Smog Levels in Beijing & Shanghai

Smog Levels in Beijing & Shanghai
China's air quality has been considered a major health hazard for the Eastern Chinese Economics regions. However, recent measures have shown significant improvements cities such as Beijing and Shanghai.

Beijing Smog

Just before the start of the big games, the World Health Organization claimed that the pollution near the Olympic stadium in 2008 was five times over the standard considered safe. In an attempt to remove the pollution for the games, the government ordered to remove done million cars from the streets. Other sources including satellite data depict Beijing to be the worst victim of China's economic Growth.

Shanghai Smog

Recent compilations of smog levels recorded in the Air Pollution Index record the quality of Shanghai air to be between class I and Class II. According to NASA, reasons for this build up of pollution over Eastern regions of China could be due to the altitude of cool air being denser than the layer of warm air above it. Because of this disparity in density, the two layers of air do not mix, and the pollutant filled air builds in regions like Shanghai.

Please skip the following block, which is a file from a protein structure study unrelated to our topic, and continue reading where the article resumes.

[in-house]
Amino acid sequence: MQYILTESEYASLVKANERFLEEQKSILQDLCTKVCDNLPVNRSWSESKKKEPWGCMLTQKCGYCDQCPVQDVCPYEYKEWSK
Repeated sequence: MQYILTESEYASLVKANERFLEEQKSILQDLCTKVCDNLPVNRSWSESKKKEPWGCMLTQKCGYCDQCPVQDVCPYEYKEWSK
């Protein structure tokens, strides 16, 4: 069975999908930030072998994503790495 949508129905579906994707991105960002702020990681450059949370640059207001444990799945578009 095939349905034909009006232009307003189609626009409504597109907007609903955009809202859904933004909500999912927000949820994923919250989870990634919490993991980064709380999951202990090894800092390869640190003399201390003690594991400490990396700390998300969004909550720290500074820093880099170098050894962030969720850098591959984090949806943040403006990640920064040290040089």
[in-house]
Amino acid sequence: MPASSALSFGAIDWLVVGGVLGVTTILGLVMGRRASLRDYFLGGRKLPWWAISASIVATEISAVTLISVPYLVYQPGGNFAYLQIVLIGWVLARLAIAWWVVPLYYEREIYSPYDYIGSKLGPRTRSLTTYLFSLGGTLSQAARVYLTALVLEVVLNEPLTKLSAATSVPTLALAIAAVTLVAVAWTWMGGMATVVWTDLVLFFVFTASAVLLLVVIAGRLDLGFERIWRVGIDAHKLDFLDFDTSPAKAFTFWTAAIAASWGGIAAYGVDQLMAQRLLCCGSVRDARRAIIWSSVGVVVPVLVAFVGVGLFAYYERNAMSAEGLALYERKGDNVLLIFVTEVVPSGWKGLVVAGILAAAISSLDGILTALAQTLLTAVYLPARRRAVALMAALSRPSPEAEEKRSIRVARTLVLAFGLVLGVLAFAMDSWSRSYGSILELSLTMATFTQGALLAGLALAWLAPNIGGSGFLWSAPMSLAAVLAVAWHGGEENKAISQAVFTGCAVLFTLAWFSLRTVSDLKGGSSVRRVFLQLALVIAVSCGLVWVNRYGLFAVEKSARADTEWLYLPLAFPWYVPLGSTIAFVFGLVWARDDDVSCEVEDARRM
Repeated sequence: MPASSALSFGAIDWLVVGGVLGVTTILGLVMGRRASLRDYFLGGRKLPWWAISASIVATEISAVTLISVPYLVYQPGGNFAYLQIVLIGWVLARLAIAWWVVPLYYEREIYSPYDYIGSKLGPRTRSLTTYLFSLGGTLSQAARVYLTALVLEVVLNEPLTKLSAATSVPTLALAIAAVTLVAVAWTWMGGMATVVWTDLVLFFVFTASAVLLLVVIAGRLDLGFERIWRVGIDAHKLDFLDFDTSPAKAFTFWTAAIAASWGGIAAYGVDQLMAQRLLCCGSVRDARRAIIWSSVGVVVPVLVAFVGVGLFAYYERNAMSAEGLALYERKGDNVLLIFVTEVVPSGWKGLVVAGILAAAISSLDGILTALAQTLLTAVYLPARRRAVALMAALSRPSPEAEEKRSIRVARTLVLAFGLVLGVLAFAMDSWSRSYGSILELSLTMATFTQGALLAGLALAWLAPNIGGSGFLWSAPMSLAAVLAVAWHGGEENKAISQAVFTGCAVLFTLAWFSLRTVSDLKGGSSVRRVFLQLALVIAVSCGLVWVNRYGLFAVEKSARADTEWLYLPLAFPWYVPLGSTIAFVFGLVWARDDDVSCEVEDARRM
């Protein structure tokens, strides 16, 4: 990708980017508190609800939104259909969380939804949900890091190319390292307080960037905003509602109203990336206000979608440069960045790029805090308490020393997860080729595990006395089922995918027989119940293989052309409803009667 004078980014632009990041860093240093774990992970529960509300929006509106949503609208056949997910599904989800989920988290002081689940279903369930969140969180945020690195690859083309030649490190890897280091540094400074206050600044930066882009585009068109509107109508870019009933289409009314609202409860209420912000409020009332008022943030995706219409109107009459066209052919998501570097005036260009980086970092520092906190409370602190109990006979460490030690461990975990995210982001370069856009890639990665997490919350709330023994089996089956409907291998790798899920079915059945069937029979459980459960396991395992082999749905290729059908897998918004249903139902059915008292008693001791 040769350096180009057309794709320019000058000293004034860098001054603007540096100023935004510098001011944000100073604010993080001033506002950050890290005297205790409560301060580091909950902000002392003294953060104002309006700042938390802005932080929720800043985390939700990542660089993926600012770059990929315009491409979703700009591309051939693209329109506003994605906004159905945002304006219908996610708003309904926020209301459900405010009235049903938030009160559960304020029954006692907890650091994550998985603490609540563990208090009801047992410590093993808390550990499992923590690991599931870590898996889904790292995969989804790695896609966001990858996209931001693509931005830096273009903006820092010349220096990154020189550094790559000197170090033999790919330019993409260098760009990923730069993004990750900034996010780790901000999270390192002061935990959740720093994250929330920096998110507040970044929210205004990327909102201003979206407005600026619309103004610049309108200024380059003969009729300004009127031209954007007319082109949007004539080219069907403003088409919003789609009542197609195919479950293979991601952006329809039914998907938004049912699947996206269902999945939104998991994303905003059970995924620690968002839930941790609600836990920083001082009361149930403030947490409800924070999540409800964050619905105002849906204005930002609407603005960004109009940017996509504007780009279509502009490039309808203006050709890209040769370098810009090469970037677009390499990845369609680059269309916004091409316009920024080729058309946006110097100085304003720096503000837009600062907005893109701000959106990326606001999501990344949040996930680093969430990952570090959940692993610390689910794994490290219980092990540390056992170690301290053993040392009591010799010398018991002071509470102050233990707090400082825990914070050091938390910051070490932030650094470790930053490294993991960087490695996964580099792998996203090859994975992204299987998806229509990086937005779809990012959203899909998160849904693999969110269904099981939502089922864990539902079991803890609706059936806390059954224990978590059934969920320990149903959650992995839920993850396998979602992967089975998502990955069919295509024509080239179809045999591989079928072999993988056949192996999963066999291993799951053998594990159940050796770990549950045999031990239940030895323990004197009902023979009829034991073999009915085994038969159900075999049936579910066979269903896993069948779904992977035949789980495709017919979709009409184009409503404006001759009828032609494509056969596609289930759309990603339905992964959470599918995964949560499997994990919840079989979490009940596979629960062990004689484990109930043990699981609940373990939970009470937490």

Contributing Factors to Air Quality

Researchers claim that the PM2.5 particle comes from vehicle exhausts which also contain black carbon, sulfates and nitrates contributing to smog density. When this smog becomes dense, it creates a very low layer of Ozone which is formed by these hydrocarbons and nitrogen oxides. It is especially harmful to people's health when the Nitrogen oxides (NOx) are combining with sunlight. The China National Environmental Monitoring Center considers Guangzhou and Shenzhen to have similar smog problems to Beijing and Shanghai.

Airborne Pollutants

According to the China daily, it is likely that even tougher rules for air quality are likely soon. The World Health organization (HWO) issued air quality guidelines in 2005 claimed that the levels of airborne pollutants or smog in China were indeed damaging to health. Some of these air pollutants which contribute to the "haze,'" include sulfur dioxide, nitrogen dioxide and PM10. More than 400,000 premature deaths are deemed to be the result of such pollutants.


Recent measures have made significant efforts to reduce smog levels; the most common type of measures include the closing of factories, and tightening the regulation of traffic levels. As researchers have done numerous studies, findings depict that such preventative action can actually reduce smog levels by approximately 10 to14 percent. Although this seems to be very impacting, it is actually quite difficult to see a visible difference in smog levels.

Article Written By Caitlin Klein

Caitlin Klein has recently had the opportunity to market for the "Wall Street Journal." She began writing professionally for Demand Studios in 2009. Klein is studying finance and Chinese at Arizona State University.

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